Torrential downpours hit parts of the southern US

Flooding hits parts of Tennessee as more rains are predicted for flood-stricken Mississippi.

    Sprawling fields turned into large lakes throughout West Tennessee, including in the small town of Halls, where it turned cold and extremely wet.

    A Tennessee Department of Transportation crew worked to close state Highway 88 outside Halls, as water began moving over the road that connects US Highway 51 and the Mississippi River.

    Forecasters expect more heavy rains in parts of the flood-ravaged south on Tuesday, prolonging the misery for worried people unable to return to homes surrounded by water.

    Some of the hardest-hit areas were under a flash-flood watch, as the National Weather Service said as much as 5 centimetres (2 inches) of rain, and even more in some spots, was expected to fall in a short amount of time in central Mississippi.

    The national Weather Prediction Center projected the greatest likelihood of heavy rains in a band from eastern Louisiana across central parts of Mississippi and Alabama and into far west Georgia.

    Authorities around Mississippi's capital city of Jackson warned hundreds of residents not to return home until they were given an all-clear following devastating flooding on Monday.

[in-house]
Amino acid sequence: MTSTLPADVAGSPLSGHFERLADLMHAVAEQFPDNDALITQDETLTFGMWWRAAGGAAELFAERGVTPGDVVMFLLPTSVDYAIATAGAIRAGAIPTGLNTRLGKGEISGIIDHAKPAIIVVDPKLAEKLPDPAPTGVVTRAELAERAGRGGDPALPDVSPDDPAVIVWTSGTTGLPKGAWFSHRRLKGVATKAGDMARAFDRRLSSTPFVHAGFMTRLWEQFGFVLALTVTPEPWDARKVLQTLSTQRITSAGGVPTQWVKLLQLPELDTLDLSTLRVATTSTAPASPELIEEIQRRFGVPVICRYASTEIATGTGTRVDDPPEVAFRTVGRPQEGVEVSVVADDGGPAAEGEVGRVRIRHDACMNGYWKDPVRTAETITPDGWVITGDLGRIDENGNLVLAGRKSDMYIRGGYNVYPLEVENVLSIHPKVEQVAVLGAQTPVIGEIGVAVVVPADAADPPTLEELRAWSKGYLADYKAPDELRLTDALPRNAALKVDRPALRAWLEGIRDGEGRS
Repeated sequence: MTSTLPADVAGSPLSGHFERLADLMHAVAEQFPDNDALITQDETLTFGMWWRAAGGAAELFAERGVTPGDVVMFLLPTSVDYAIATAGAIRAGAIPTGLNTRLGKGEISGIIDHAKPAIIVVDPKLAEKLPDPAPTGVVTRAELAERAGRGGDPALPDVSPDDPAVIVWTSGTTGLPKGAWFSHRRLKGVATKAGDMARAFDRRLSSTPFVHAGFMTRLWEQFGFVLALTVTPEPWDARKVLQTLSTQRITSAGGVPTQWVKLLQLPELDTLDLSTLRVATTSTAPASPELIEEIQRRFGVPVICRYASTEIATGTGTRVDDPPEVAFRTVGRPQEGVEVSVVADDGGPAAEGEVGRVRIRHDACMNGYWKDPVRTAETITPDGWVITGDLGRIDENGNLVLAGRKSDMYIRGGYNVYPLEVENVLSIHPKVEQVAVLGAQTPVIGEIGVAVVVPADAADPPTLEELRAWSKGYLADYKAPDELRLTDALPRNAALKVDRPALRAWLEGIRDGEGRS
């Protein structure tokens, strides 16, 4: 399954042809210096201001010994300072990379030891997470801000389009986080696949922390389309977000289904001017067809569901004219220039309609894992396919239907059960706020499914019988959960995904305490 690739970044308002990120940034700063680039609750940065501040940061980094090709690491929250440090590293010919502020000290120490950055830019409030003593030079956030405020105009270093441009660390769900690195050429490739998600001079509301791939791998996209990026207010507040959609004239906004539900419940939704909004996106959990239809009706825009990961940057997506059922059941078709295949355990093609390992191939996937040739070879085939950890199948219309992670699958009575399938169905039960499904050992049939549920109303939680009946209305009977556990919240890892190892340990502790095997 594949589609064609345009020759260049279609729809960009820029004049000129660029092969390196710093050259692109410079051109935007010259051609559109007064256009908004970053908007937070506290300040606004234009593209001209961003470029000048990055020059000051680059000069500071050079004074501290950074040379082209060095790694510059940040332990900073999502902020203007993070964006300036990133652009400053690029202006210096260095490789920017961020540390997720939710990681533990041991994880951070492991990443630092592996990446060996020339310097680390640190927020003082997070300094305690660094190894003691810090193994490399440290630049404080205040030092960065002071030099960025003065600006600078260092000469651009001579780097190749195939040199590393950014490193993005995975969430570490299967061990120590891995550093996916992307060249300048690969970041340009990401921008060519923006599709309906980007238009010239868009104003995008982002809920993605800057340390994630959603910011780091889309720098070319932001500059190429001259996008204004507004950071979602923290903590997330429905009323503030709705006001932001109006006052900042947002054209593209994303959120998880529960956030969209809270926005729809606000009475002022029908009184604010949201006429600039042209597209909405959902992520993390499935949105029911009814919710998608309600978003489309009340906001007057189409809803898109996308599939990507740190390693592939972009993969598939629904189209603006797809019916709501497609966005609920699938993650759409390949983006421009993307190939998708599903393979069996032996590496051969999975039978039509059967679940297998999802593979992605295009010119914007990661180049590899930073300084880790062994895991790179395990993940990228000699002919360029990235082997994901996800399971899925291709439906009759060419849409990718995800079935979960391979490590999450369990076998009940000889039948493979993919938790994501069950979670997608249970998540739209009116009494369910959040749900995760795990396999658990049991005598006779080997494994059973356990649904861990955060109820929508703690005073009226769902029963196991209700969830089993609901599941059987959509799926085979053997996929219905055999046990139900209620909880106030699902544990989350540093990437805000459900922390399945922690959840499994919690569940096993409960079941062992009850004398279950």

The receding flood left muddy water marks on the sides of cars at the Harbor Pines Mobile Home Community in suburban Ridgeland, not far from where managers of the Ross Barnett Reservoir have been trying to contain the swollen Pearl River.

    Water still surrounded dozens of trailer homes on Tuesday, even though they had fallen 0.6 metres (2 feet) or more since Monday.

    Crews were going lot-to-lot to check the duct work beneath mobile homes to determine how many had been inundated by water.

    The power remained off as a precaution and it is still unclear when residents will be able to return.

    Meanwhile, on the Gulf Coast, water draining toward the ocean cut off a neighbourhood on the Tensaw River in Baldwin County, Alabama, where residents had to use boats to get to homes, news outlets reported.

    The Mobile River is forecast to crest more than 1.2 metres (4 feet) above flood level this weekend north of Mobile.

    Alabama Governor Kay Ivey issued a state of emergency that directed state agencies to assist with recent flooding and allowed local school systems where flooding occurred to ask for relief in fulfilling school calendar requirements.

    A near-record rainy winter led to agonising choices for reservoir managers, who had to release water that worsens flooding for some people living downstream while saving many other properties from damage.

    SOURCE: AP news agency